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Cooking Shows Can Help Kids Eat Healthier — If They Watch the Right Ones

More cucumbers, fewer cookies. 

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Every parent wants their children to make healthy choices, especially when they aren’t around to help guide (or scold) them. When it comes to food, that means hoping they pick nutritional options in the lunchroom more often than not. According to a new study, you can help inspire them to do that by showing them certain cooking shows. 

The research recently published in Journal of Nutrition Education and Behavior came to this conclusion after observing 125 young participants (between 10 and 12 years old) from five different schools. The kids were split into three groups that were all shown 10-minute video clips: One featured cooking with healthy ingredients like fruits and veggies, another showed junk food like hamburgers and fries instead, and another that had nothing to do with food at all. Each of the clips also featured other kids of similar ages.

They were all told that the producers of the shows wanted their feedback and had them fill out a questionnaire asking what they liked or didn’t like about the clips. Basically, they weren’t aware that they were actually guinea pigs in a nutritional study (the researchers did get parental permission, though, don’t worry). After filling out their forms, they picked from four snacks as a “reward” for being so helpful. 

The children who watched healthier cooking segments were nearly three times more likely to choose one of the more nutritious options than either of the other groups. Can you imagine that many kids picking apples over cookies? It’s pretty dang impressive. On the other end of the spectrum, only 20 percent of the kids who watched less-healthy cooking shows chose a healthy snack.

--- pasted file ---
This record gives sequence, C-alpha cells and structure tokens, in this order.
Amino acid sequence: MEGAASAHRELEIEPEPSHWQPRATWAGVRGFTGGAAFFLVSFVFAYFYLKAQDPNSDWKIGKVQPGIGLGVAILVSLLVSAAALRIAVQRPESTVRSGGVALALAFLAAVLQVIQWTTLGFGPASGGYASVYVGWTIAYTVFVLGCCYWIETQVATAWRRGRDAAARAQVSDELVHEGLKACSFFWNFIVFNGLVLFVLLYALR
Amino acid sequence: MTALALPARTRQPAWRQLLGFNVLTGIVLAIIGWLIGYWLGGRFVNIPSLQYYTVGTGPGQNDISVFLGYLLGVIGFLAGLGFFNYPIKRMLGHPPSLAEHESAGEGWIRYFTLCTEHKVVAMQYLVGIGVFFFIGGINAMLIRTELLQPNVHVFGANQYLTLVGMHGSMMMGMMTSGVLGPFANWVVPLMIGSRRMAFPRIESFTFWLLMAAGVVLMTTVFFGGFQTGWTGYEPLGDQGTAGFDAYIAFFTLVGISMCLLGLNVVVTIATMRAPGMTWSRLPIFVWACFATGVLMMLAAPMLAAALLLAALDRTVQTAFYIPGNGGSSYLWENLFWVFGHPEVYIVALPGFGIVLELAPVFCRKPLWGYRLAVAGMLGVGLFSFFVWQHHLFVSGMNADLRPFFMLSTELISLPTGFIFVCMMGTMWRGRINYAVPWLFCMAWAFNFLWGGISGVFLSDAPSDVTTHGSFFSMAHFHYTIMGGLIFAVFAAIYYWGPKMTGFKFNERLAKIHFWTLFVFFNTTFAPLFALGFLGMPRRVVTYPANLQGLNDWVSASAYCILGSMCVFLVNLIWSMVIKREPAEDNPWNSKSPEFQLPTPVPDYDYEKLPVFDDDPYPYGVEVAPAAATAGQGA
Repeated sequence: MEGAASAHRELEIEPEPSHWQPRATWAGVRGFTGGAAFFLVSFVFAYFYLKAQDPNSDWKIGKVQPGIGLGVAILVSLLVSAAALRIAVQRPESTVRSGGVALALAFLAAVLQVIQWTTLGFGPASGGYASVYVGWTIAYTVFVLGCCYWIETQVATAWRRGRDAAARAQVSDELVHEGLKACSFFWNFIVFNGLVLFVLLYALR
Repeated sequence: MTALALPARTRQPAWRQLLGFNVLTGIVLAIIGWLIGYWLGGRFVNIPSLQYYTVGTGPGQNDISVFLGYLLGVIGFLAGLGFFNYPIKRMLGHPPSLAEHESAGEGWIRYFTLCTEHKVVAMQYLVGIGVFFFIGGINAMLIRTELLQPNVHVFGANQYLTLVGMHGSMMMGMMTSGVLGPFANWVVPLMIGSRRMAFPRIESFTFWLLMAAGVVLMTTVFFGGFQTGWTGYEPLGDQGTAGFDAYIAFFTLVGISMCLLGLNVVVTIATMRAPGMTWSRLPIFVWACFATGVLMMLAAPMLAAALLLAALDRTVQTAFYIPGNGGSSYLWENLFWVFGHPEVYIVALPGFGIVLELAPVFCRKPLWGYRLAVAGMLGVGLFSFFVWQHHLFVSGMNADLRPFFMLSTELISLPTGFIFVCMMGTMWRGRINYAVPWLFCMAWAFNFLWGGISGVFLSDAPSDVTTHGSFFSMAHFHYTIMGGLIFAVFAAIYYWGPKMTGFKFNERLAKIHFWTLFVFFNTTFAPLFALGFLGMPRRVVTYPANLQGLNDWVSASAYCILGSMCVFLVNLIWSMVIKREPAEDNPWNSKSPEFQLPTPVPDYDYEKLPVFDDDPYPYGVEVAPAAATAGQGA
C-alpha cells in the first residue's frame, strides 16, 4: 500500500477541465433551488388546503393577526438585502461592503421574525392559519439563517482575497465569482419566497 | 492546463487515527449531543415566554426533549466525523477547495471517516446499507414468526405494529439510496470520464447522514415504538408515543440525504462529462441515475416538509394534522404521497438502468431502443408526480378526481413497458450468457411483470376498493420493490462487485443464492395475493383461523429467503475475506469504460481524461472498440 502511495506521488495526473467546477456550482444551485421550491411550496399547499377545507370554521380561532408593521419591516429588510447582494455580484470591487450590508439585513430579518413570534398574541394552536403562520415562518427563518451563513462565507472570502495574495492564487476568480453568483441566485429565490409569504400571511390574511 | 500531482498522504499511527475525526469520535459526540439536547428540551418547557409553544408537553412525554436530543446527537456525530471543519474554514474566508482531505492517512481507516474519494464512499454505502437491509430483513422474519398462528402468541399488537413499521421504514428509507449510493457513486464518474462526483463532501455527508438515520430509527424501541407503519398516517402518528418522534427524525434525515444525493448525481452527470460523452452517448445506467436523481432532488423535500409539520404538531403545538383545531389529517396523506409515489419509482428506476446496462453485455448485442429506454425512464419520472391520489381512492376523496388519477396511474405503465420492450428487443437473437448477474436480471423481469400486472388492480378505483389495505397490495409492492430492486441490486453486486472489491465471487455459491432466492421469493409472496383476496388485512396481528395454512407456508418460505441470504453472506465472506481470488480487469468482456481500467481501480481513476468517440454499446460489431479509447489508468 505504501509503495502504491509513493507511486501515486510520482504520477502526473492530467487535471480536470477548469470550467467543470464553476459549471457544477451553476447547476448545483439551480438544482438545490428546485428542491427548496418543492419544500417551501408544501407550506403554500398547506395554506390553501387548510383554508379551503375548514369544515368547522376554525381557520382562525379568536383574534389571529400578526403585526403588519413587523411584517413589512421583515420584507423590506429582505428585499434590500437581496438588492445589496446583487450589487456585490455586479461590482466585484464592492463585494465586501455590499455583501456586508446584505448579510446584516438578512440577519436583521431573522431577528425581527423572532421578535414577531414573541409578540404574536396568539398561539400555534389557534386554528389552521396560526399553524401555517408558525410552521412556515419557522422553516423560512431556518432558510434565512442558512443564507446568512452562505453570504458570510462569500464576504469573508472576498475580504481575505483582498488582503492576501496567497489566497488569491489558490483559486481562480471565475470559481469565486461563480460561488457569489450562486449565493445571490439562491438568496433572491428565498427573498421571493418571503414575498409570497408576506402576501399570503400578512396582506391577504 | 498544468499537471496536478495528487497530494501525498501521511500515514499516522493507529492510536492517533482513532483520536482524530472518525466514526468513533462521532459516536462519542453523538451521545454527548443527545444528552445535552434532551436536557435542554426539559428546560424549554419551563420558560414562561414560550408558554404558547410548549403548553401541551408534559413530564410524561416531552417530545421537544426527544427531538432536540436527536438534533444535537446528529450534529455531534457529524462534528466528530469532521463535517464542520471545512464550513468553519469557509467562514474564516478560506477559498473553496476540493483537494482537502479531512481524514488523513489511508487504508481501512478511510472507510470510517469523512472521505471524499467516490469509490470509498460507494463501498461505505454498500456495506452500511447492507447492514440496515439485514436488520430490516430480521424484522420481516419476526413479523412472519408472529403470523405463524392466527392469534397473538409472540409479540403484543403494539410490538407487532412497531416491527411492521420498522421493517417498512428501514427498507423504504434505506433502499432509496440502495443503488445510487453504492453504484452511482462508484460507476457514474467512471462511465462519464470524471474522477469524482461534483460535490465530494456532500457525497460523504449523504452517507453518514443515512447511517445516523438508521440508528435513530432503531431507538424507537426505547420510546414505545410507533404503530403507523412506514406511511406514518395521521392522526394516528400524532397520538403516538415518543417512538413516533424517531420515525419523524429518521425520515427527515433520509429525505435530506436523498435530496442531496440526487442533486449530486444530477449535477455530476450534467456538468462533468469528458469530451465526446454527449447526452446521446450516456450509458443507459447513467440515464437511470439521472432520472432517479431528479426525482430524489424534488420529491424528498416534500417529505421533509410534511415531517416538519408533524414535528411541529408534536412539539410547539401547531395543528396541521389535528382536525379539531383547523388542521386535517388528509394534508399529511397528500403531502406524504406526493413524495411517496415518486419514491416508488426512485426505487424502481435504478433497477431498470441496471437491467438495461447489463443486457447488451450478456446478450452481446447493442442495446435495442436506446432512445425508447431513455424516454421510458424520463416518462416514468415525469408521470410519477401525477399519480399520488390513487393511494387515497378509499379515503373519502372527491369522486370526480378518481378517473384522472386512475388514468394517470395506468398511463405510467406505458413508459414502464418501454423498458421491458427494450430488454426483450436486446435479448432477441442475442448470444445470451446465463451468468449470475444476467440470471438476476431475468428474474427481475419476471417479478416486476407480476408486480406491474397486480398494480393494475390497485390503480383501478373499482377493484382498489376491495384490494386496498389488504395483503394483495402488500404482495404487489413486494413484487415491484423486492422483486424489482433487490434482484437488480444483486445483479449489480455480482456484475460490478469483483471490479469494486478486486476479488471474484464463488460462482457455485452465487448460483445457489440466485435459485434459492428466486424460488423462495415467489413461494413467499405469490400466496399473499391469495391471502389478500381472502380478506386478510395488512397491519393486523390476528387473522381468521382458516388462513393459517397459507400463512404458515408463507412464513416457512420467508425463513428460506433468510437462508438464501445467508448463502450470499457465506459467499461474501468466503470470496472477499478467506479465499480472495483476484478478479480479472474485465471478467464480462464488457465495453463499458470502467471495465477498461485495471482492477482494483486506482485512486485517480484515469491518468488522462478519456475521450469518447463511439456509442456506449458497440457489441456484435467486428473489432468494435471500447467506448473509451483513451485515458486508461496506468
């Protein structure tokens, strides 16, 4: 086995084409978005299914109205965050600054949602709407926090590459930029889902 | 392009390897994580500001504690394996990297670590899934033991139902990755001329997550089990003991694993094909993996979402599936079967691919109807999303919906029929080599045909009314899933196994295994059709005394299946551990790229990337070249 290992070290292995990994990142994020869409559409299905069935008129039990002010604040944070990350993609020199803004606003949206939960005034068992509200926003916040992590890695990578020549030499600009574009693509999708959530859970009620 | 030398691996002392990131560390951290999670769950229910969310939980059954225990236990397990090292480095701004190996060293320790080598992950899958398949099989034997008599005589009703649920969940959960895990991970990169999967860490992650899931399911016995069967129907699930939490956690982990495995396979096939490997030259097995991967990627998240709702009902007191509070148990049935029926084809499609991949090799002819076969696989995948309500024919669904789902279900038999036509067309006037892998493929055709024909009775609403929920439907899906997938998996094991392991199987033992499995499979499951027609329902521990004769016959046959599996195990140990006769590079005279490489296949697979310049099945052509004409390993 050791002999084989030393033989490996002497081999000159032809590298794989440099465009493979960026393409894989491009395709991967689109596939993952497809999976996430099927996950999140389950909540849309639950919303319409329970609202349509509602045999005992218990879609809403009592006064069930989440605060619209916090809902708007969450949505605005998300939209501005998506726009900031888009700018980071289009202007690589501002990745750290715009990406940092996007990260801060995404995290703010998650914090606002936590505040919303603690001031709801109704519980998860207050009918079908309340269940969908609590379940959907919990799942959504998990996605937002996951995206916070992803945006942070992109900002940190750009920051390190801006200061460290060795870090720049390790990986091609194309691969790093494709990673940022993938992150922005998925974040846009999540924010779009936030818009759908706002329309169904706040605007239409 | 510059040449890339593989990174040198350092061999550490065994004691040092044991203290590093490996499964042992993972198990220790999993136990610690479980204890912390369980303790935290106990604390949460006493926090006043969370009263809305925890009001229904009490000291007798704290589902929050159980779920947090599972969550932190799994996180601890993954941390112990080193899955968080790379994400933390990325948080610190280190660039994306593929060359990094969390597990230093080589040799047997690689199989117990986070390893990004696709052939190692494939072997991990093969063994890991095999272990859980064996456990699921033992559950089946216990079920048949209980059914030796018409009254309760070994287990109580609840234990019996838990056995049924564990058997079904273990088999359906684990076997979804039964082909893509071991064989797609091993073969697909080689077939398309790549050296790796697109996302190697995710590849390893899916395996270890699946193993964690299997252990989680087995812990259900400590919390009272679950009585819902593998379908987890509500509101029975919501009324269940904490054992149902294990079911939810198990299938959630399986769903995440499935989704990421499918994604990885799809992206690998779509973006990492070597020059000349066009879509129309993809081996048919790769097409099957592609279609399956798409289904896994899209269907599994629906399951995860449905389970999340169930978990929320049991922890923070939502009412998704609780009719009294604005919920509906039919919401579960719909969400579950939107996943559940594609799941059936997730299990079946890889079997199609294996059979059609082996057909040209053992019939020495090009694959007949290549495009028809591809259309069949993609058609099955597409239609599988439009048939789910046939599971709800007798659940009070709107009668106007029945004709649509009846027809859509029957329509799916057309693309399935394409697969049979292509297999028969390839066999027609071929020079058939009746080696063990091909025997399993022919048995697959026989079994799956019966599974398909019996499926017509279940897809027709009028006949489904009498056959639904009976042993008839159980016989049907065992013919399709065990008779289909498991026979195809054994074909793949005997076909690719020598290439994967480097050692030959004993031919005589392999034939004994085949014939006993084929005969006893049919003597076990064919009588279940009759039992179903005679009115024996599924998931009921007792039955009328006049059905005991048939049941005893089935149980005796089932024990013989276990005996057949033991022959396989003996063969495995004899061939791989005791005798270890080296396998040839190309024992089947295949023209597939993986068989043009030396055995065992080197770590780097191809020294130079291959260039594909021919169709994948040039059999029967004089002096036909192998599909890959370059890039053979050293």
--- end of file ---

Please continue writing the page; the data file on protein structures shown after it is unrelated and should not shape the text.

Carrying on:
“The findings from this study indicate that cooking programs can be a promising tool for promoting positive changes in children’s food-related preferences, attitudes, and behaviors, which is the most important target group for such educational cooking programs,” the researchers explain. 

It makes sense — how many times have you watched a cooking show and found yourself craving the dish the chefs were whipping up on the screen? You can try this technique with your own kids by tuning into shows like Hey Kids, Let’s Cook! on PBS, which has children between 6 and 14 years old learning a new recipe on a weekly basis. There are also endless options on YouTube.

Just remember to fast forward through any of the less healthy dishes that pop up to really keep the focus on deliciously nutritious options!

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